Arcam AB chief executive officer Magnus Rene says the Swedish maker of 3D printers might soon have trouble keeping up with orders as airplane and engine makers start using the technology to make parts.
With General Electric Co, Pratt & Whitney Holdings LLC and Rolls Royce Holdings PLC as customers, Arcam is preparing for growth unforeseen when the Molndal, Sweden-based company was focused on the 3D printing of medical implants, like knee joints.
“Two or three years ago, the question was whether the aerospace industry would start producing in this way,” Rene said in a telephone interview.
“Now it’s just a question of when,” he said.
As the industry now races to use 3D printing in order to make aircraft components lighter, GE Aviation has said it expects to print more than 100,000 parts for its jet engines by 2020. The US engine maker is to use Arcam machines for production of light-weight turbine blades by 2018 at the very latest, Rene said.
The global market for 3D printing, also known as additive manufacturing, grew to more than US$4.1 billion last year, from US$3 billion in 2013, according to a report from consultant Wohlers Associates.
Less than half of the market is for commercial production of parts, with most printers still being used to make prototypes.
A shift is now on to move to live production, according to Olaf Diegel, a professor of product development at the Lund University in Sweden and a consultant with Wohlers.
GE’s publicly stated intentions have made other companies in the aerospace industry step up their own efforts.
“They are leading the way,” Diegel said in an interview.
“That’s pushing the rest of the industry,” he said.
“We are aggressively exploring opportunities for using additive manufacturing to produce several different jet engine components when the technology provides a clear benefit,” GE Aviation head of additive manufacturing Greg Morris said by e-mail.
Some of GE’s competitors have decided to start production using Arcam machines, according to Rene, who declined to name them.
3D printers build an object by thinly layering materials such as plastic powder, metal or liquid resin, following instructions from a computer-drawn blueprint.
Arcam’s two-decade-old system uses an electron beam to melt metal powder into firm objects.
The Swedish company says the method offers a faster manufacturing process than competing laser-based technologies, which are better suited for certain complex, smaller parts.
“There are some things lasers do well, some things we do well and some things that can be done with either technology,” Rene said.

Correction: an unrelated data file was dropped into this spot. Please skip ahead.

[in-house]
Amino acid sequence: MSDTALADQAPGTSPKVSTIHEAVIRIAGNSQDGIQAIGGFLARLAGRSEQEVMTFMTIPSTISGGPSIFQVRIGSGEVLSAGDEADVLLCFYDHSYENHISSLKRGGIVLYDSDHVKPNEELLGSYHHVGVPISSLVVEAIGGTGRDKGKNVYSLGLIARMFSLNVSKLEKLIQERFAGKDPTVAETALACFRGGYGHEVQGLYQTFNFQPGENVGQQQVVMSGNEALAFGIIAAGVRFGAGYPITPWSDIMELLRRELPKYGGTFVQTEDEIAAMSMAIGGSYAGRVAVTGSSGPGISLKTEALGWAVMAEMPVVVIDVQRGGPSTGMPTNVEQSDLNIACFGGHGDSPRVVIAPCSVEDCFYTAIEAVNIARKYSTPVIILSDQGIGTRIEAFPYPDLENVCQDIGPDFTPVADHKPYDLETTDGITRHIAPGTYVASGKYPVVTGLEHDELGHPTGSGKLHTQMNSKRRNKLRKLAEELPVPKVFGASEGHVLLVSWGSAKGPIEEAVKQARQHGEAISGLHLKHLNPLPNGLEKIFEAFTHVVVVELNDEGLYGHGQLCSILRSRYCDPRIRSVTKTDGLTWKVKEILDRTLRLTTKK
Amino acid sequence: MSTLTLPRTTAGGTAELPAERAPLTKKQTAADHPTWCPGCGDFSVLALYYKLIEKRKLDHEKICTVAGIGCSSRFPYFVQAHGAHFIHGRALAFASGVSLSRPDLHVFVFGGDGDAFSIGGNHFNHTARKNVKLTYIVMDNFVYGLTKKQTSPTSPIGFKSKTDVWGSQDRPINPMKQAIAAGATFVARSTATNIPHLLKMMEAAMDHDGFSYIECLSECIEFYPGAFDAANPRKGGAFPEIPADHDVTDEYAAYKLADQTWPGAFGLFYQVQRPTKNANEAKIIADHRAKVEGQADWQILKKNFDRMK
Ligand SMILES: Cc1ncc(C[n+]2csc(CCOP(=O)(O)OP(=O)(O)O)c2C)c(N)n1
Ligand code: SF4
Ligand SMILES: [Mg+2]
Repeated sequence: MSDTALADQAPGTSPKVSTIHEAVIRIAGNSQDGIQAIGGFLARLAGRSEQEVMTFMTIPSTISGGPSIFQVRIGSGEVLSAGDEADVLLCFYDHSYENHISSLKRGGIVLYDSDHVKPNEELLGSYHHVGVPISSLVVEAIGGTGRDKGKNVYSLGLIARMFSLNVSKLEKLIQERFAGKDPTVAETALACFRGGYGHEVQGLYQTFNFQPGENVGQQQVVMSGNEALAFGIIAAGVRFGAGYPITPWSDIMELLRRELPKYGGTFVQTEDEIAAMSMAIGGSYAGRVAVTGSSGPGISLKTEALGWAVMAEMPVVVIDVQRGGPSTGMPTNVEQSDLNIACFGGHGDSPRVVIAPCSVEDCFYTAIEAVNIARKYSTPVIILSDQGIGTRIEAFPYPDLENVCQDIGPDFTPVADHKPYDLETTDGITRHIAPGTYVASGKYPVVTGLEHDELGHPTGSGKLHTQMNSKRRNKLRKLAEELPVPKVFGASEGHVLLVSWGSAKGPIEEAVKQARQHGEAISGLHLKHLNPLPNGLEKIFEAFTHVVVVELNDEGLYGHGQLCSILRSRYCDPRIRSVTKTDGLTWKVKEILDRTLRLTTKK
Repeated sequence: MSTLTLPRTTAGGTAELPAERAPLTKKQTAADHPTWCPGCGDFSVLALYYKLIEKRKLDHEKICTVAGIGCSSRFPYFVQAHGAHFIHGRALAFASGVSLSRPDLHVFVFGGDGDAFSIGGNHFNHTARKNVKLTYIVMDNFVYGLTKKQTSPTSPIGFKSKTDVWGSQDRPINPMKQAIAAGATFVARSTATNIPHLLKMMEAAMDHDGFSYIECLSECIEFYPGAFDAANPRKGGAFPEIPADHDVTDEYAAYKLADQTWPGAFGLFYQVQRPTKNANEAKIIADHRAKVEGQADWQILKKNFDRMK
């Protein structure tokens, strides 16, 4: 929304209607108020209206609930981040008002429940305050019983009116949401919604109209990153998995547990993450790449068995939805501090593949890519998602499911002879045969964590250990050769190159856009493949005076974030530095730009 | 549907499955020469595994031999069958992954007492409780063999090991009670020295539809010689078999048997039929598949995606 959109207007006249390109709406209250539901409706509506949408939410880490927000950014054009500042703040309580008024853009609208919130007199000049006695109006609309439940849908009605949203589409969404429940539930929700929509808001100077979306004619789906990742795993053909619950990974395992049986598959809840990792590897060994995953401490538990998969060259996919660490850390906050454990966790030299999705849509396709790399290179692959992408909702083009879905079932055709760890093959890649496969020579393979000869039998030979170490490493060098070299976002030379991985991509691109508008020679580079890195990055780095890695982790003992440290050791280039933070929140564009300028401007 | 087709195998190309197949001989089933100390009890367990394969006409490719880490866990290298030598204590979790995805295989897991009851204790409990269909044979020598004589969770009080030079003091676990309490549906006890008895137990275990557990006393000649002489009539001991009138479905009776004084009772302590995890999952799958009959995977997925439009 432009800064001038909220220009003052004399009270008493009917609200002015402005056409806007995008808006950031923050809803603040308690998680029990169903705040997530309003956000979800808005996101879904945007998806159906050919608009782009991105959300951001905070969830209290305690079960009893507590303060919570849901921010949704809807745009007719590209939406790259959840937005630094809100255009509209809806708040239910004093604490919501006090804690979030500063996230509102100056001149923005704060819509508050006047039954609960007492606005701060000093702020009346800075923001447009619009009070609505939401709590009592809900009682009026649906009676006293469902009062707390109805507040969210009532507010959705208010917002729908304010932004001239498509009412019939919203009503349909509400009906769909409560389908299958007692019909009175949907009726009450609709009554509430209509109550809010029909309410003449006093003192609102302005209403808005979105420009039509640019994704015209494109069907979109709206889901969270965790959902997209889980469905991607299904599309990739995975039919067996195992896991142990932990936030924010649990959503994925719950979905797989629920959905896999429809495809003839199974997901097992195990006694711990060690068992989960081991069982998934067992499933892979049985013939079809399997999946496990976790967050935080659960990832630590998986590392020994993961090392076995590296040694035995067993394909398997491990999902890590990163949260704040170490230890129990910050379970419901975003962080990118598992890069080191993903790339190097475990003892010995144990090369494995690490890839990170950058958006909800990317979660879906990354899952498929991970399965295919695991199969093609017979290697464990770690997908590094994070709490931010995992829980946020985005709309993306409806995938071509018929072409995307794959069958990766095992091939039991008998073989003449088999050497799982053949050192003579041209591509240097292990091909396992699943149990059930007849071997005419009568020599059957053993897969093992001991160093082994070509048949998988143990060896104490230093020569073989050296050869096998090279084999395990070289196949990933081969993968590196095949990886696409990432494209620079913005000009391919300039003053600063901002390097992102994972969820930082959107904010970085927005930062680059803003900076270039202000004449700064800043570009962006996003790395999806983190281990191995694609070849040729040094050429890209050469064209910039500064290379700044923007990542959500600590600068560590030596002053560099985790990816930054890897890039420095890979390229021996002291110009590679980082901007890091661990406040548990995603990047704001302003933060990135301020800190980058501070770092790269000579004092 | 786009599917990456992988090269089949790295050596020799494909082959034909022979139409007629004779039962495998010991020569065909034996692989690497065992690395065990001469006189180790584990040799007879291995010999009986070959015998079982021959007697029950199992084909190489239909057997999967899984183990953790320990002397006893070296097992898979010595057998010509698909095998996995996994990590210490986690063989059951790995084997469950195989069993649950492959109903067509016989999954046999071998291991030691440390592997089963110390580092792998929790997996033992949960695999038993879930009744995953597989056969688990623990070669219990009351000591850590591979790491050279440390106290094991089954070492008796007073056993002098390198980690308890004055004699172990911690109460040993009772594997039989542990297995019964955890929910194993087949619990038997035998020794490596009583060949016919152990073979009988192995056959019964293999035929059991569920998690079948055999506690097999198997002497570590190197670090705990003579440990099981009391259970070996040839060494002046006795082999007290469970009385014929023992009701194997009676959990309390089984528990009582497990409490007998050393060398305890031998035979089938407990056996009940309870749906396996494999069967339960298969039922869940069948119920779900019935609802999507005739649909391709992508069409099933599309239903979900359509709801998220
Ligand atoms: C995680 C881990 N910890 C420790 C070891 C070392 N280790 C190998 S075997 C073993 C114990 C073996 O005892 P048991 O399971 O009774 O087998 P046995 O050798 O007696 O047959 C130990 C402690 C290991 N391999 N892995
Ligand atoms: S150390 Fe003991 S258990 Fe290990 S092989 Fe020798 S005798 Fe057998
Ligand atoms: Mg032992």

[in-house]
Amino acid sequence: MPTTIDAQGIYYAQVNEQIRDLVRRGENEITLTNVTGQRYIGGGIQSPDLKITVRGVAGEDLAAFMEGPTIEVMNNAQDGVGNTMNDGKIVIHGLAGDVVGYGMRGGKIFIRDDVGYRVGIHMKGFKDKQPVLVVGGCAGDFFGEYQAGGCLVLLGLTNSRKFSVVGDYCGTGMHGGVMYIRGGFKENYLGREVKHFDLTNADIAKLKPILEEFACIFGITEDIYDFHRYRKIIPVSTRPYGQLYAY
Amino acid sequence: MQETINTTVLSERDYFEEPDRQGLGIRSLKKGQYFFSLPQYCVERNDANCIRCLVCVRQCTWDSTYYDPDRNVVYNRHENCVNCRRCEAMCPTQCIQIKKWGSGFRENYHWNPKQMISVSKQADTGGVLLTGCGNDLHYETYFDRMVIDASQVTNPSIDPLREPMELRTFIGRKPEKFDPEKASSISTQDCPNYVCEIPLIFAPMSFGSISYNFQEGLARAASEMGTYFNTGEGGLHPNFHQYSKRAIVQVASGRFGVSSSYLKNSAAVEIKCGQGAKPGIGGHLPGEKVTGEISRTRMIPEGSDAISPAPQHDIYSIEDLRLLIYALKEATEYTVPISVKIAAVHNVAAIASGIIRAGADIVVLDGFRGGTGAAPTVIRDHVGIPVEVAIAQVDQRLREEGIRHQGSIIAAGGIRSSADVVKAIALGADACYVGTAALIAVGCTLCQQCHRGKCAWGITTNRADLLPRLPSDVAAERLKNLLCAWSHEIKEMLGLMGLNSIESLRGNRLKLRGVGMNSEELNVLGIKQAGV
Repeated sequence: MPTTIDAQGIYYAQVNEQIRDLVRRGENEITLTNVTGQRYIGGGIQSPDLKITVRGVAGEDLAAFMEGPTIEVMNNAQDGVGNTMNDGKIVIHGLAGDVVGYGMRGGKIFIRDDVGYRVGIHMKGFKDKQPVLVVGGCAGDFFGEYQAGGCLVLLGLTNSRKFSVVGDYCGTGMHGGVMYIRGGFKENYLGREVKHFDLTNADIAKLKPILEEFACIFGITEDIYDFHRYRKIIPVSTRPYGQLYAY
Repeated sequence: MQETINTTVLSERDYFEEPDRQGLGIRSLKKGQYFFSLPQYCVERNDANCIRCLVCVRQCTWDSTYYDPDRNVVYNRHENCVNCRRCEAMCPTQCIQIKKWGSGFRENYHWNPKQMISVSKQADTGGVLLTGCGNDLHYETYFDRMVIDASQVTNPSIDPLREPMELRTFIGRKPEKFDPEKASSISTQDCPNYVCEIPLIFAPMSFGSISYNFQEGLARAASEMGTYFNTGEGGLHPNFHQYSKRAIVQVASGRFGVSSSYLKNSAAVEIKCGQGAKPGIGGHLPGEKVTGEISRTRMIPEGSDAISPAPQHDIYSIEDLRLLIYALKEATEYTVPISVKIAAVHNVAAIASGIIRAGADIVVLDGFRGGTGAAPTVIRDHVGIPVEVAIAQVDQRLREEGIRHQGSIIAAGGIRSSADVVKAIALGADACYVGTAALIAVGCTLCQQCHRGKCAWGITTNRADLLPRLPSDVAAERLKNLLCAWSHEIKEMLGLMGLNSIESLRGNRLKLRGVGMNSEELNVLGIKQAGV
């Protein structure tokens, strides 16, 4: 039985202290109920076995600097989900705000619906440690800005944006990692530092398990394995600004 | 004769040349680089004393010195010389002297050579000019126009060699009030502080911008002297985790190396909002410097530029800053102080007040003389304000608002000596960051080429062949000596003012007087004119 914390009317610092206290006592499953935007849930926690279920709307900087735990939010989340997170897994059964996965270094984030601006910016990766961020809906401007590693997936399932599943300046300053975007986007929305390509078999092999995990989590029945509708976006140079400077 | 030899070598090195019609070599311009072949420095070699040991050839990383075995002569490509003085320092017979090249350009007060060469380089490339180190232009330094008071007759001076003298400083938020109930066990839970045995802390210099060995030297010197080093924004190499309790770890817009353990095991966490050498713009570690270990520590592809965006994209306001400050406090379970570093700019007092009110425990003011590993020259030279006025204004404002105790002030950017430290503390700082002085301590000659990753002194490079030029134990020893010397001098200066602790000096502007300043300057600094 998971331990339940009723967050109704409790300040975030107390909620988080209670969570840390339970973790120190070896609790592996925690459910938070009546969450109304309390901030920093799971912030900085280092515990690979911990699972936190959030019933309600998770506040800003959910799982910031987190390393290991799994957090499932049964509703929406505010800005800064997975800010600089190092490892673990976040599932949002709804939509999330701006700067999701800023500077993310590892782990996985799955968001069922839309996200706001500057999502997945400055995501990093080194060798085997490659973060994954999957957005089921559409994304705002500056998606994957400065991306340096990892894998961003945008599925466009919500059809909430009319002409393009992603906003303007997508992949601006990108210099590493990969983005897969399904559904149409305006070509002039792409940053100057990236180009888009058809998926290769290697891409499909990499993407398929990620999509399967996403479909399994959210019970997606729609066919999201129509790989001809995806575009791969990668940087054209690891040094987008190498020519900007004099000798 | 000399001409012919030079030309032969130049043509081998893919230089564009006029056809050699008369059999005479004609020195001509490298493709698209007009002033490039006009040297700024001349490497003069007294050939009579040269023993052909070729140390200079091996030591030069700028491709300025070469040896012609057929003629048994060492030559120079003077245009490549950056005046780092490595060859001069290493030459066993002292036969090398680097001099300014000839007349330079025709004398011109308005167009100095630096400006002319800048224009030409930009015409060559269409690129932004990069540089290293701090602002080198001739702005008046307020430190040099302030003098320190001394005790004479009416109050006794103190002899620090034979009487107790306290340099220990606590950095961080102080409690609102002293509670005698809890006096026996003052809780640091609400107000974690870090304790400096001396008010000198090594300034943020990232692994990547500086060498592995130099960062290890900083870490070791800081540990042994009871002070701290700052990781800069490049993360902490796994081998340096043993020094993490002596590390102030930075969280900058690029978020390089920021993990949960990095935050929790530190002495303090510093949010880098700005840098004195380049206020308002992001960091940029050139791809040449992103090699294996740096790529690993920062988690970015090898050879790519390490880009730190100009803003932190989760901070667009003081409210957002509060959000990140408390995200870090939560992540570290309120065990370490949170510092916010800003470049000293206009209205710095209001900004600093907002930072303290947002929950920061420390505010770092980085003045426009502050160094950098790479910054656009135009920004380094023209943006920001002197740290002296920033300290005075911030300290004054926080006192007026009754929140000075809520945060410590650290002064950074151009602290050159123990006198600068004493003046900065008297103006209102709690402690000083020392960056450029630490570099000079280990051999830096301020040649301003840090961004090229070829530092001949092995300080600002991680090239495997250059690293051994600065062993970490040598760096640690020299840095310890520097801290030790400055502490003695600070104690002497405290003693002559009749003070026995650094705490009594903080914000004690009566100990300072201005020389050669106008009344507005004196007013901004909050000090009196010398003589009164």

Within the implant and aircraft parts markets, Arcam competes with the trio of German laser-based printing machine makers, EOS GmbH, Concept Laser GMBH and SLM Solutions GmbH.
According to the chief executive officer, aerospace offers far bigger growth potential than the market for 3D-printed orthopedic implants, which Arcam currently dominates.
“The aerospace industry is some 50 to 100 times larger than the implants industry,” Rene said. “Many components are unlikely to be made in 3D printers because they’re too large, but it’s still at least 10 times the size.”
The biggest challenge is to convince manufacturers that it is worth switching to additive manufacturing despite higher costs for materials, Diegel said.
Metal powders for 3D printing, like those made by Arcam’s AP&C subsidiary in Canada or by Sweden’s Hoganas, are still “10 to 100 times more expensive” than materials for conventional manufacturing.
Nevertheless, he said, the shift is gaining momentum.
“We’re at that tipping point now,” Diegel said.
“Within the next five years, we’ll see it blast off like crazy and be adopted not just in aeronautics, but in other industries as well,” he said.
Arcam delivered about 50 3D printing systems in the past year and though the company has doubled production capacity at its plant in Molndal, Rene expects periods when demand for its machines is likely to outstrip manufacturing capacity.
“In terms of floor space, we could probably make about 150 systems per year in Sweden,” Rene said.
“That would require more assemblers, electricians and service engineers. We’re building that capacity,” he said.
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